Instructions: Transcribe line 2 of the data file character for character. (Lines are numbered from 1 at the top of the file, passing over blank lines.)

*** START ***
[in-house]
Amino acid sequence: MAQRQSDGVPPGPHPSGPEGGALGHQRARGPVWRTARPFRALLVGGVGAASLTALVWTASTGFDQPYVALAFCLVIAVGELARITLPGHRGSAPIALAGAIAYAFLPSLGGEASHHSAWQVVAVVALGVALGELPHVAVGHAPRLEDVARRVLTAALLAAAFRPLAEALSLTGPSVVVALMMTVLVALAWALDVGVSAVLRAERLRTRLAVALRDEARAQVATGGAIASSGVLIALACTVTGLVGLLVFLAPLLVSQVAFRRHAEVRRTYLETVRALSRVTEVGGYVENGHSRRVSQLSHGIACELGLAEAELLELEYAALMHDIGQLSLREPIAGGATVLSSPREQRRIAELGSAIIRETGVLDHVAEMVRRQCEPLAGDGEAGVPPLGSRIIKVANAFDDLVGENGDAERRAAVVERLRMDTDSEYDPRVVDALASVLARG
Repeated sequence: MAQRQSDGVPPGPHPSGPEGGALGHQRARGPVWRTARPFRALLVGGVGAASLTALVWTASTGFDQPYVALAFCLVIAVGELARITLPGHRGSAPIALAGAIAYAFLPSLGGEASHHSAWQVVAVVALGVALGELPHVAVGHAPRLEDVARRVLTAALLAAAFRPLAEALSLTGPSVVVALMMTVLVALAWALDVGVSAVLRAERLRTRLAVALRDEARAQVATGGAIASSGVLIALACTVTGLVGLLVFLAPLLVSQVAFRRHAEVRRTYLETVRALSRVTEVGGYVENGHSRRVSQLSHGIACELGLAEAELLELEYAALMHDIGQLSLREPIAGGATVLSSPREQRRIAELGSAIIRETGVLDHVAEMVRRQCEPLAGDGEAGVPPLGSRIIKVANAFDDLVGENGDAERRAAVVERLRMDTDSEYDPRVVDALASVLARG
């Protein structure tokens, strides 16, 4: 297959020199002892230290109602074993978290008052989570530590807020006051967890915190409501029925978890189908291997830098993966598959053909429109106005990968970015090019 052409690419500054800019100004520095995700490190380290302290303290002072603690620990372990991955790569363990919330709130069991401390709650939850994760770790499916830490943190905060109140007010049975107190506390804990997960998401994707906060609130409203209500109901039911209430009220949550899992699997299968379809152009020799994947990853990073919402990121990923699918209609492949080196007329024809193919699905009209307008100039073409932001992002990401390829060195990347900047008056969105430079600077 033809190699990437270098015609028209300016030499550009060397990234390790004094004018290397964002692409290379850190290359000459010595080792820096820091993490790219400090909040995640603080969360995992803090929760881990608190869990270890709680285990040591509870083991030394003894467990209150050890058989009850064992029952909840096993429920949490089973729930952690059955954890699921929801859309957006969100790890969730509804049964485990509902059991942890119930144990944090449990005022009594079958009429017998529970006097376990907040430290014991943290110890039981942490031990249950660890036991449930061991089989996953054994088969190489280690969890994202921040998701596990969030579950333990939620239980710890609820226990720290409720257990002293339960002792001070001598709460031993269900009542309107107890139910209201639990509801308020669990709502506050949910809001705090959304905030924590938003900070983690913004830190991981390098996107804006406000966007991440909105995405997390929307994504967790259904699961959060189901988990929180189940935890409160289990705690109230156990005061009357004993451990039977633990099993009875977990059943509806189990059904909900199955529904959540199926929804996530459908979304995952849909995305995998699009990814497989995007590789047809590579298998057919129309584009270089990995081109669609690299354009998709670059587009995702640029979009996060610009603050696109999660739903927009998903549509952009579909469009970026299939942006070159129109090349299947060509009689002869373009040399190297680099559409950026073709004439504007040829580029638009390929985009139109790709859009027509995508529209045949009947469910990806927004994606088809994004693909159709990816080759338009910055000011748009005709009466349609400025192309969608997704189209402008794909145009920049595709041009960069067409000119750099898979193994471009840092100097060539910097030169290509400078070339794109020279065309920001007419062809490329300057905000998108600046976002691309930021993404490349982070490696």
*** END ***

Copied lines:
Amino acid sequence: MAQRQSDGVPPGPHPSGPEGGALGHQRARGPVWRTARPFRALLVGGVGAASLTALVWTASTGFDQPYVALAFCLVIAVGELARITLPGHRGSAPIALAGAIAYAFLPSLGGEASHHSAWQVVAVVALGVALGELPHVAVGHAPRLEDVARRVLTAALLAAAFRPLAEALSLTGPSVVVALMMTVLVALAWALDVGVSAVLRAERLRTRLAVALRDEARAQVATGGAIASSGVLIALACTVTGLVGLLVFLAPLLVSQVAFRRHAEVRRTYLETVRALSRVTEVGGYVENGHSRRVSQLSHGIACELGLAEAELLELEYAALMHDIGQLSLREPIAGGATVLSSPREQRRIAELGSAIIRETGVLDHVAEMVRRQCEPLAGDGEAGVPPLGSRIIKVANAFDDLVGENGDAERRAAVVERLRMDTDSEYDPRVVDALASVLARG